Unwanted Sexual Experiences among Adolescent Males in Sub-Saharan Africa: Prevalence and Context
Ann M Moore, Guttmacher Institute
Nyovani Madise, University of Southampton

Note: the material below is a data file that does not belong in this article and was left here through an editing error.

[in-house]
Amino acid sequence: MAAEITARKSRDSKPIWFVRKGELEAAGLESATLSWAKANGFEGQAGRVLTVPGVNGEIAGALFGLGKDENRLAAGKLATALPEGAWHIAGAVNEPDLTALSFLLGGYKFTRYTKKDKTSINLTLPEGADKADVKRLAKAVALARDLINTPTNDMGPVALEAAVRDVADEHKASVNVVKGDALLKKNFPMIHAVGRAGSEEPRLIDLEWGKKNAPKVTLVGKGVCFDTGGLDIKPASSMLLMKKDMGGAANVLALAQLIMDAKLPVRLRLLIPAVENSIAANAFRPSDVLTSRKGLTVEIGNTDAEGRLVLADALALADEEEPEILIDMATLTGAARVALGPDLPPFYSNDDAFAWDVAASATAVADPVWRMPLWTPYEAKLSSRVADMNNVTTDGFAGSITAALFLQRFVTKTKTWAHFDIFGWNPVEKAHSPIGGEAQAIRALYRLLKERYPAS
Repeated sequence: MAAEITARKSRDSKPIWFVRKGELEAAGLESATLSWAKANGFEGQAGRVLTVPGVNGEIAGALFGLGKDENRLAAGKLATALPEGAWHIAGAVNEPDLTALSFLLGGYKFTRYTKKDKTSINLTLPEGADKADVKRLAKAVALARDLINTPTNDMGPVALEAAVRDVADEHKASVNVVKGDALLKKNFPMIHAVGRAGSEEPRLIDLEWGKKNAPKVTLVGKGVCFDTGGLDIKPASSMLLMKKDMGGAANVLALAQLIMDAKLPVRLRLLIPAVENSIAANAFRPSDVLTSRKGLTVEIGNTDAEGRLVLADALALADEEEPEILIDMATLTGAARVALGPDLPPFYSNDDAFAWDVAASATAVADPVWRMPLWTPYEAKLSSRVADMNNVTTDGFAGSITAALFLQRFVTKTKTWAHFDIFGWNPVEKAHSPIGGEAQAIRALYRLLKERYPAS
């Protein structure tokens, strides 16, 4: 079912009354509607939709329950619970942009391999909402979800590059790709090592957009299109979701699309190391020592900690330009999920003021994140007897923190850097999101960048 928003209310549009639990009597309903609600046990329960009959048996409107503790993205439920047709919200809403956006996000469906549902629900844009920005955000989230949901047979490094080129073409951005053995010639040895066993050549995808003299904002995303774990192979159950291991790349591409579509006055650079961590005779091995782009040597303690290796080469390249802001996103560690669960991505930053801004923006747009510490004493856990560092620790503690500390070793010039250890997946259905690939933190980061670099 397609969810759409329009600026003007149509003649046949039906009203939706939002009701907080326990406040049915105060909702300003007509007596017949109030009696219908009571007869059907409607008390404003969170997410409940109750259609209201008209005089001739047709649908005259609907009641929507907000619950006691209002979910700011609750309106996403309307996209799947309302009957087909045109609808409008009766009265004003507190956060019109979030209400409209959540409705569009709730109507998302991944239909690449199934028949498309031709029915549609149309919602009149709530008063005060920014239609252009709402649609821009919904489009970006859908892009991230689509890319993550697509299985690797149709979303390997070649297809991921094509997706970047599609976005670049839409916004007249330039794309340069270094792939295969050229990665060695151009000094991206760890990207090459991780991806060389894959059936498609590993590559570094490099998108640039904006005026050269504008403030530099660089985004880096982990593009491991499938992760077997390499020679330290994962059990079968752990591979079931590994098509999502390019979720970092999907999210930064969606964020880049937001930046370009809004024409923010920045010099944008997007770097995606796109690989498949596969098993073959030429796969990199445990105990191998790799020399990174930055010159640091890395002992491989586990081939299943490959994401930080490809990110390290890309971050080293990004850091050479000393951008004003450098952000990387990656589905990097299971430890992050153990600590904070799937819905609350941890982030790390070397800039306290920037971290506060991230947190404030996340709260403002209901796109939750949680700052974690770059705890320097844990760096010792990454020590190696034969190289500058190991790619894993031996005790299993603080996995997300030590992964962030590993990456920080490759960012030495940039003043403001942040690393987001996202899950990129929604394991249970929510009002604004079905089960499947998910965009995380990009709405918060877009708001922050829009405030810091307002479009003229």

Unwanted sexual experiences are most frequently examined from the woman’s perspective yet these experiences happen to men as well. Unwanted sexual experiences are connected over an individual’s lifetime to demographic and health outcomes such as STI exposure, including HIV, as well as negative psychological effects that place males at risk of future negative health outcomes.1 Using a unique set of data collected in 2003-2004 in Burkina Faso, Ghana, Uganda and Malawi with 12-19 year olds via in-depth interviews and nationally-representative surveys, we present prevalence statistics on sexual coercion at debut as well as over their life course, boys’ narratives of experiencing coercive sexual intercourse experiences, and the risk and protective factors that frame boys’ vulnerability to unwanted sexual intercourse. Between 4-12% of 12-19 year old boys state that they were “not willing at all” at sexual debut and between 3-7% say that they have ever been forced to have sex.